gold sheet single atom graphic
© imaginima/GettyResearchers have synthesized sheets of gold that are one atom thick.
Sheets of gold might find use as catalysts, or in light-sensing devices.

It is the world's thinnest gold leaf: a gossamer sheet of gold just one atom thick. Researchers have synthesized1 the long-sought material, known as goldene, which is expected to capture light in ways that could be useful in applications such as sensing and catalysis.

Goldene is a gilded cousin of graphene, the iconic atom-thin material made of carbon that was discovered in 2004. Since then, scientists have identified hundreds more of these 2D materials. But it has been particularly difficult to produce 2D sheets of metals, because their atoms have always tended to cluster together to make nanoparticles instead.

Researchers have previously reported single-atom-thick layers of tin2 and lead3 stuck to various substances, and they have produced gold sheets sandwiched between other materials. But "we submit that goldene is the first free-standing 2D metal, to the best of our knowledge", says materials scientist Lars Hultman at Linköping University in Sweden, who is part of the team behind the new research. Crucially, the simple chemical method used to make goldene should be amenable to larger-scale production, the researchers reported in Nature Synthesis on 16 April1.

"I'm very excited about it," says Stephanie Reich, a solid-state physicist and materials scientist at the Free University of Berlin, who was not involved in the work. "People have been thinking for quite some time how to take traditional metals and make them into really well-ordered 2D monolayers."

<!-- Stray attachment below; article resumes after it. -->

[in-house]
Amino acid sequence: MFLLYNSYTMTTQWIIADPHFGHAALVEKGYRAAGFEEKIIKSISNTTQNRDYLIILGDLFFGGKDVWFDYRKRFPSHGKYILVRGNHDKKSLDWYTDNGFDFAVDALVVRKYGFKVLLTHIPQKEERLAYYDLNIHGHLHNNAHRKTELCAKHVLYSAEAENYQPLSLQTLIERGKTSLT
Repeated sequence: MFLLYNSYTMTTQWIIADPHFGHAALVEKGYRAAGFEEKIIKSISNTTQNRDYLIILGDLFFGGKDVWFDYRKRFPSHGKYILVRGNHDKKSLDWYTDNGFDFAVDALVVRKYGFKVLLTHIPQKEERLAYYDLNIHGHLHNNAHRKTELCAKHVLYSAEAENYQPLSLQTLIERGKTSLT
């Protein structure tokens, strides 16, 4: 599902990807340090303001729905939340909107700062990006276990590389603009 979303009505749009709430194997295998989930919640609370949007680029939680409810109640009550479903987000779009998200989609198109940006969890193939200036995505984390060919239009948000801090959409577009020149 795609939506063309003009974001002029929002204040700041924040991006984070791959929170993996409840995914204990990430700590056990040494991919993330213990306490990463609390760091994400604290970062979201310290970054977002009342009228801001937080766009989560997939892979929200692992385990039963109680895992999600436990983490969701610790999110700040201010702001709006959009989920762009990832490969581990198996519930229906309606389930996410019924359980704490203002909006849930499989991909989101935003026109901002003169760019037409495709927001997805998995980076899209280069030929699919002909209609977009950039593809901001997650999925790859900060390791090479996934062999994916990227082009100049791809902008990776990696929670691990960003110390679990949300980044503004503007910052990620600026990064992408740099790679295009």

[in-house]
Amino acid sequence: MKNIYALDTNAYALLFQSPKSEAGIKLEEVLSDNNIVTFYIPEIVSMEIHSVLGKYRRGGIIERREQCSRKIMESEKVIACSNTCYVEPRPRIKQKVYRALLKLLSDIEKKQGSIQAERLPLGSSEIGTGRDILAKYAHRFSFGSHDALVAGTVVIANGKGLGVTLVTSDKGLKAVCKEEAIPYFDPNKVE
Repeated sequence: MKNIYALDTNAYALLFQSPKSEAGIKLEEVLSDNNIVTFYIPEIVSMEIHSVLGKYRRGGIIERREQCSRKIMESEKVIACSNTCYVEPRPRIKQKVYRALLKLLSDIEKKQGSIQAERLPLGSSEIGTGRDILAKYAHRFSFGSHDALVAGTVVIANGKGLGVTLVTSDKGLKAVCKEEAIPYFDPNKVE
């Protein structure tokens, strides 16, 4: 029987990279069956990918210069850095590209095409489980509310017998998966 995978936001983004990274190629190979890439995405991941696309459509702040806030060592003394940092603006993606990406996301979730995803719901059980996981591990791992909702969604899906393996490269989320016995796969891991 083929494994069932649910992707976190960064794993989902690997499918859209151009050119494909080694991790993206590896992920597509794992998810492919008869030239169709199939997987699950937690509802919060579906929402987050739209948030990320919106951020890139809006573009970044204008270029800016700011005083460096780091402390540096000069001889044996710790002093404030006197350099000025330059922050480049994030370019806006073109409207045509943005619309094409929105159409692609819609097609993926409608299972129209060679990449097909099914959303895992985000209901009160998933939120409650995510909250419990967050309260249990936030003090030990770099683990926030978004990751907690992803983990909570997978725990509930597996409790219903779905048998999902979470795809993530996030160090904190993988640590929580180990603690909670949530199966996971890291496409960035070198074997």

In 2022, researchers at New York University Abu Dhabi (NYUAD) said that they had produced goldene, but the Linköping team contends that the prior material probably contained multiple atomic layers, on the basis of the electron microscopy images and other data that were published in ACS Applied Materials and Interfaces4. Reich agrees that the 2022 study failed to prove that the material was singler-layer goldene. The principal authors of the NYUAD study did not respond to Nature's questions about their work.

Golden age

To prepare goldene, the Linköping researchers started with a material containing atomic monolayers of silicon sandwiched between titanium carbide. When they added gold on top of this sandwich, it diffused into the structure and exchanged places with the silicon to create a trapped atom-thick layer of gold (see 'Gold mining'). They then etched away the titanium carbide to release free-standing goldene sheets that were up to 100 nanometres wide, and roughly 400 times as thin as the thinnest commercial gold leaf, Hultman estimates.
goldene gold sheet one atom thick
© Kashiwaya, S. et al.Adapted from Ref. 1.
That etching process used a solution of alkaline potassium ferricyanide known as Murukami's reagent. "What's so fascinating is that it's a 100-year-old recipe used by Japanese smiths to decorate ironwork," Hultman says. The researchers also added surfactant molecules — compounds that formed a protective barrier between goldene and the surrounding liquid — to stop the sheets from sticking together.

The Linköping team suggests that goldene might be useful in applications in which gold nanoparticles already show promise. Light can generate waves in the sea of electrons at a gold nanoparticle's surface, which can channel and concentrate that energy. This strong response to light has been harnessed in gold photocatalysts to split water to produce hydrogen, for instance. Goldene could open up opportunities in areas such as this, Hultman says, but its properties need to be investigated in more detail first.

"I think the research is really interesting," says Graham Hutchings, a chemist at the University of Cardiff, UK, who develops gold catalysts. But he worries that any residual traces of iron from Murukami's reagent might hamper the development of goldene as a catalyst. "I would think that potential contamination with iron is going to cause a few problems in applications," he says.

For now, the Linköping researchers are seeking better ways to sieve goldene from the solution used to make it, and to grow larger flakes of the material. They are also exploring whether their method can be used to make monolayers of other catalytic metals, including iridium, platinum and palladium.

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